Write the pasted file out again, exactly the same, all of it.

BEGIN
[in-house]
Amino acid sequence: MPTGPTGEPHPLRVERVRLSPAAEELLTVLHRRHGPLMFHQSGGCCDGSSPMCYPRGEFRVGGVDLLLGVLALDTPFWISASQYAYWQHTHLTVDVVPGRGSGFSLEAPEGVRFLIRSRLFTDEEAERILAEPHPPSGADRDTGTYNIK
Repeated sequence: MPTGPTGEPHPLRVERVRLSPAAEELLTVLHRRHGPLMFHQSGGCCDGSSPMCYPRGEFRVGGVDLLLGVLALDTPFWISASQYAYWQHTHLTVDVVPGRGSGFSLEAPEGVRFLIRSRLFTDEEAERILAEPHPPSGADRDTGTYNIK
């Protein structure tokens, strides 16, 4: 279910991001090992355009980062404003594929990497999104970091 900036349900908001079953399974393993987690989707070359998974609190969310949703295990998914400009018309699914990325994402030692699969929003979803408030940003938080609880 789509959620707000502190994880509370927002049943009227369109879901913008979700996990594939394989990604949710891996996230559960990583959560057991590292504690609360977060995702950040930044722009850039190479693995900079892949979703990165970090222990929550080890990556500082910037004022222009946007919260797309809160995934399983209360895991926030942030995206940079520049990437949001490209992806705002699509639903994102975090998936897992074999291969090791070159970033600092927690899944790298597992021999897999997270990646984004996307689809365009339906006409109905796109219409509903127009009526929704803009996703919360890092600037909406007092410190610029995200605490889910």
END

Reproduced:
[in-house]
Amino acid sequence: MPTGPTGEPHPLRVERVRLSPAAEELLTVLHRRHGPLMFHQSGGCCDGSSPMCYPRGEFRVGGVDLLLGVLALDTPFWISASQYAYWQHTHLTVDVVPGRGSGFSLEAPEGVRFLIRSRLFTDEEAERILAEPHPPSGADRDTGTYNIK
Repeated sequence: MPTGPTGEPHPLRVERVRLSPAAEELLTVLHRRHGPLMFHQSGGCCDGSSPMCYPRGEFRVGGVDLLLGVLALDTPFWISASQYAYWQHTHLTVDVVPGRGSGFSLEAPEGVRFLIRSRLFTDEEAERILAEPHPPSGADRDTGTYNIK
């Protein structure tokens, strides 16, 4: 279910991001090992355009980062404003594929990497999104970091 900036349900908001079953399974393993987690989707070359998974609190969310949703295990998914400009018309699914990325994402030692699969929003979803408030940003938080609880 789509959620707000502190994880509370927002049943009227369109879901913008979700996990594939394989990604949710891996996230559960990583959560057991590292504690609360977060995702950040930044722009850039190479693995900079892949979703990165970090222990929550080890990556500082910037004022222009946007919260797309809160995934399983209360895991926030942030995206940079520049990437949001490209992806705002699509639903994102975090998936897992074999291969090791070159970033600092927690899944790298597992021999897999997270990646984004996307689809365009339906006409109905796109219409509903127009009526929704803009996703919360890092600037909406007092410190610029995200605490889910």